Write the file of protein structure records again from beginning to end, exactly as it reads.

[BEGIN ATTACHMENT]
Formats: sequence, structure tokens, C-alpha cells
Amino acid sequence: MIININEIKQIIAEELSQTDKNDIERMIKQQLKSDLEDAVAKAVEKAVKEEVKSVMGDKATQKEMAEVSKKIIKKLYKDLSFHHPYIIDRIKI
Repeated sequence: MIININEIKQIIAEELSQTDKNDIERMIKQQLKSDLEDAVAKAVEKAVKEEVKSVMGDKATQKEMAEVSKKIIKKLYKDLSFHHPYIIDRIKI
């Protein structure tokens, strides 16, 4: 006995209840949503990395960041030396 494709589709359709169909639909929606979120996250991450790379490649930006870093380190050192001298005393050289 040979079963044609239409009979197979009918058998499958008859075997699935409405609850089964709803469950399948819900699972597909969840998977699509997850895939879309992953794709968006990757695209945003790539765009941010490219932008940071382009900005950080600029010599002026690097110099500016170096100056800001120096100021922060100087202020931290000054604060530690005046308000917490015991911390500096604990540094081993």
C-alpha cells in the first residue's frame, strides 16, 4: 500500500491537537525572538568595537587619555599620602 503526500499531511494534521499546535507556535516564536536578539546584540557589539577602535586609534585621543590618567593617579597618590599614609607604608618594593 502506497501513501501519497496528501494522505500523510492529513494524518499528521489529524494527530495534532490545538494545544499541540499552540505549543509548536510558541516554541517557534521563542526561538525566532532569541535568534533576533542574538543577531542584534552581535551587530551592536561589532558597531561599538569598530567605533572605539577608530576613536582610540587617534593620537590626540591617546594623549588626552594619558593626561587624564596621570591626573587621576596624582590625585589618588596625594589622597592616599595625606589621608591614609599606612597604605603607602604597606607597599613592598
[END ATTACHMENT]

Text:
Formats: sequence, structure tokens, C-alpha cells
Amino acid sequence: MIININEIKQIIAEELSQTDKNDIERMIKQQLKSDLEDAVAKAVEKAVKEEVKSVMGDKATQKEMAEVSKKIIKKLYKDLSFHHPYIIDRIKI
Repeated sequence: MIININEIKQIIAEELSQTDKNDIERMIKQQLKSDLEDAVAKAVEKAVKEEVKSVMGDKATQKEMAEVSKKIIKKLYKDLSFHHPYIIDRIKI
């Protein structure tokens, strides 16, 4: 006995209840949503990395960041030396 494709589709359709169909639909929606979120996250991450790379490649930006870093380190050192001298005393050289 040979079963044609239409009979197979009918058998499958008859075997699935409405609850089964709803469950399948819900699972597909969840998977699509997850895939879309992953794709968006990757695209945003790539765009941010490219932008940071382009900005950080600029010599002026690097110099500016170096100056800001120096100021922060100087202020931290000054604060530690005046308000917490015991911390500096604990540094081993």
C-alpha cells in the first residue's frame, strides 16, 4: 500500500491537537525572538568595537587619555599620602 503526500499531511494534521499546535507556535516564536536578539546584540557589539577602535586609534585621543590618567593617579597618590599614609607604608618594593 502506497501513501501519497496528501494522505500523510492529513494524518499528521489529524494527530495534532490545538494545544499541540499552540505549543509548536510558541516554541517557534521563542526561538525566532532569541535568534533576533542574538543577531542584534552581535551587530551592536561589532558597531561599538569598530567605533572605539577608530576613536582610540587617534593620537590626540591617546594623549588626552594619558593626561587624564596621570591626573587621576596624582590625585589618588596625594589622597592616599595625606589621608591614609599606612597604605603607602604597606607597599613592598